Crashing the Party by Pat Bertram

Once a long time ago, I crashed a Halloween party. Sounds very bold, doesn’t it? But truly, it was out of character for me, and besides, I was in costume so in a way the person who crashed the party wasn’t really me. I remember that the party was given by a friend of a friend, but I have no idea how or why I decided to go — perhaps as a joke to see how long it would take for people to realize they didn’t know me.

I dressed as a witch — the whole bit: long black scraggly hair, puttied nose and chin almost meeting, heavy black brows, green-tinged skin, cackling voice. I walked into the party as if I belonged there, and for a while I was the belle of the ball as people tried to guess who I was. It finally occurred to one guy that I was a total stranger. So I left. Rather hurriedly.

That’s how I feel now as a science fiction writer — as if I’ve crashed a party, and no one has yet discovered that I don’t belong.

But am I a science fiction writer? Light Bringer was written as a thriller, not science fiction, though readers have called the novel science fiction. The story tLBthumbnailakes place in the present day, not in some fantastic future or otherworldly setting. The characters are recognizably human. Most of the science is based either on what is known today or gleaned from ancient religious documents and mythology. There is more history than science. And yet, a couple of my characters are not quite human, there is talk of UFOs and of another planet in our solar system that might return to wreak havoc upon earth. And, more importantly, Light Bringer is about ideas, showing us humans in a different light. Do those few science fiction elements make my thriller science fiction? Will calling it science fiction give people the wrong idea about the book?

People like what they recognize. There are certain conventions that readers expect in their favorite genre, and they are unforgiving if their expectations are not met. What if they decide I’m only masquerading as a science fiction author?

And so here I boldly stand, acting as if I belong, but secretly wondering if anyone will guess that I am a stranger in a strange land.


Pat Bertram is the author of the suspense novels Light Bringer, More Deaths Than One, A Spark of Heavenly Fire, and Daughter Am I. Bertram is also the author of Grief: The Great Yearning, “an exquisite book, wrenching to read, and at the same time full of profound truths.”


Filed under books, Pat Bertram, writing

12 responses to “Crashing the Party by Pat Bertram

  1. Funny how much we want to label things, including fiction. I was mortified when 2W accepted Backstop: A Baseball Love Story in Nine Innings under their Beckoning Books Romance imprint. Then I figured, well, there’s a huge market for romance novels so maybe that’s not a bad thing. Still, I wonder if readers of romance will be put off by the baseball aspects, while sports enthusiasts will be put off by the romance.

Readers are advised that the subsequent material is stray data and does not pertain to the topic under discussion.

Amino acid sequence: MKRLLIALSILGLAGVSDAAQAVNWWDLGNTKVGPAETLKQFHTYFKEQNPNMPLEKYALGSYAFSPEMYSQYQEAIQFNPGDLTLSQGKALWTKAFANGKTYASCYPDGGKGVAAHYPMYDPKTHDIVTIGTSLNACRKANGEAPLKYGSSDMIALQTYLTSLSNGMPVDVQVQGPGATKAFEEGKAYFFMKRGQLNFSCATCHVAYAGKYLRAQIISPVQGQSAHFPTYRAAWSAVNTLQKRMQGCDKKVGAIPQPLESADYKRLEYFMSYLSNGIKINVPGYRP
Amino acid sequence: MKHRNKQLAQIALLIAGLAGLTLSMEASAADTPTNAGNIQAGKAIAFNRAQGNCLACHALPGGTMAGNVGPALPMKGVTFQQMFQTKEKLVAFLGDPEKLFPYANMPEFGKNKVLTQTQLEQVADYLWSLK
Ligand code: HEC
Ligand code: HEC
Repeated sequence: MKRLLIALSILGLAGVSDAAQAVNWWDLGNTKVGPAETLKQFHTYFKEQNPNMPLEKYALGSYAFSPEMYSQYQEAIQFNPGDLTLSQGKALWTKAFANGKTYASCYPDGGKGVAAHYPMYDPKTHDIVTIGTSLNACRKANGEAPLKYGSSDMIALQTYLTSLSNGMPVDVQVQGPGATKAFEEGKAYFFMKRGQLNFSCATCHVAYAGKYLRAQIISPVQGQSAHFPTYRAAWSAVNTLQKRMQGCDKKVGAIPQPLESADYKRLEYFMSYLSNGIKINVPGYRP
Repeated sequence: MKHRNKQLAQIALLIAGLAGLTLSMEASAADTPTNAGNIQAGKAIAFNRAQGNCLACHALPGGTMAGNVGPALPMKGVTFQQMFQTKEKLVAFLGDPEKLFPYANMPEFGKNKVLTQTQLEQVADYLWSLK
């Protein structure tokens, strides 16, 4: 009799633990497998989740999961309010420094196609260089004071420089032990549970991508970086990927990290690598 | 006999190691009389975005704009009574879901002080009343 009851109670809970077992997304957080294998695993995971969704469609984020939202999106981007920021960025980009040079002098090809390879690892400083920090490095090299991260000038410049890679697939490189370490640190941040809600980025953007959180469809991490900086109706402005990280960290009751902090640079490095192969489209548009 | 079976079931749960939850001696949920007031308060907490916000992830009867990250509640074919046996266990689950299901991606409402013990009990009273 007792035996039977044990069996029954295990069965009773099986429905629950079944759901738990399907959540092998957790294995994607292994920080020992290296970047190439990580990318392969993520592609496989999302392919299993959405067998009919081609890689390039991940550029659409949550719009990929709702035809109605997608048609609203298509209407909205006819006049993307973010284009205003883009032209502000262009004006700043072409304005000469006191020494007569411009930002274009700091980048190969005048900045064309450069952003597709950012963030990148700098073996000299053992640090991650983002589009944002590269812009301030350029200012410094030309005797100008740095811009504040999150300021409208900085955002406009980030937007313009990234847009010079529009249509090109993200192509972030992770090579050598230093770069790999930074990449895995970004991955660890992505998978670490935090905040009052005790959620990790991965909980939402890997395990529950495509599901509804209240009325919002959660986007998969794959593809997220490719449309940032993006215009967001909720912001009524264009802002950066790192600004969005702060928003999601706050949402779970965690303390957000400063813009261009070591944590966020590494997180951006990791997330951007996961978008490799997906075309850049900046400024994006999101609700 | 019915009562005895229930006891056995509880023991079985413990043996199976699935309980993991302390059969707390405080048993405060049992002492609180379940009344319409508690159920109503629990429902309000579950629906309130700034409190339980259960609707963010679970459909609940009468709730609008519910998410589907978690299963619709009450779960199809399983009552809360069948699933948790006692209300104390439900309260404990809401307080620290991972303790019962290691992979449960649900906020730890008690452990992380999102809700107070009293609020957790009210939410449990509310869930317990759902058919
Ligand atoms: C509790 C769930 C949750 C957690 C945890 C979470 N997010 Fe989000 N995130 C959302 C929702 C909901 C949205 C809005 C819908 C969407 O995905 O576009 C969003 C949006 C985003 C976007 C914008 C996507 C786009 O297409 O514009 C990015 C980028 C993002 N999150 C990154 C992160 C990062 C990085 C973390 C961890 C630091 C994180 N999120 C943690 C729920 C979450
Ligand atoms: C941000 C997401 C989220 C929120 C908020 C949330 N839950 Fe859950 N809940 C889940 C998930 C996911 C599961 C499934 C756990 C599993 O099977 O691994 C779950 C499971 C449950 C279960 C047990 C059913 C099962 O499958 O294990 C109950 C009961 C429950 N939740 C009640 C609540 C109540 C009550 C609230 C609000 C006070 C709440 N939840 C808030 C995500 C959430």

I tend not to write genre specific novels; yet each contains aspects of romance, mystery, paranormal, which leaves them pretty much uncategorizeable.

    Sounds as if you might have the same issue with Light Bringer.

  2. We debated about what category to place my book in as well. There are so many crossovers it’s hard to shelf it in just one category. Embrace where it is and fake it until you make it.

    • Actually, Light Bringer was published as mainstream. Readers have classified it as science fiction, which seems strange to me, since hard core science fiction readers don’t consider it SciFi.

  3. Genre labels are weird. But they appear to comfort people. So, that means you belong at the SciFi party even if you don’t know why.


    • When I was young, there was a small section in the library of mysteries, an even smaller section of romance, and a few shelves of science fiction. All the rest of the adult books were shelved alphabetically. That’s how I consider my books: one of “all the rest.”

  4. Yes it has been mentioned by others how much we like to label. Back in the days of hardcovers and paperbacks it all had to do with where the bookshop owner was going to put your book. Should it go with the science fiction? Should it go with the thrillers? Which shelf and in what area of the shop will give it the best chance at sales? Well, the shelves are now electronic rather than real but the same logic still applies. Sounds like your book touches upon science fiction and if that is the best shelf for it to go on then so be it.

  5. Hi Pat. Science fiction is a wide ranging genre and it mixes in with other genres or mainstream fiction at times. I read a lot of SF when I was younger and it’s still one of my favorite genres. I haven’t read Light Bringer, but A Spark of Heavenly Fire definitely has elements of science fiction, particularly in its “if this goes on” aspect of the government heavyhandedness and the apocalyptic theme.

    • Hi, James! Good to see you here! As a reader, I’ve always loved elements of science fiction in mainstream books — it gives the novel a feeling of otherness, as if life isn’t exactly as we think it is — and apparently as a writer, that is what I have done in my own novels.

  6. I always had a hard time categorizing Vonnegut. An engaging blend of SciFi, fantasy, history – and Lord knows what else – with a strong touch of the absurd. Pynchon the same. And both really mainstream. Gawd, I do so miss Vonnegut.

  7. That was very brave of you, and a funny account. I’ve started Light Bringer and it’s beautifully written–hoping for time to get back to it soon.

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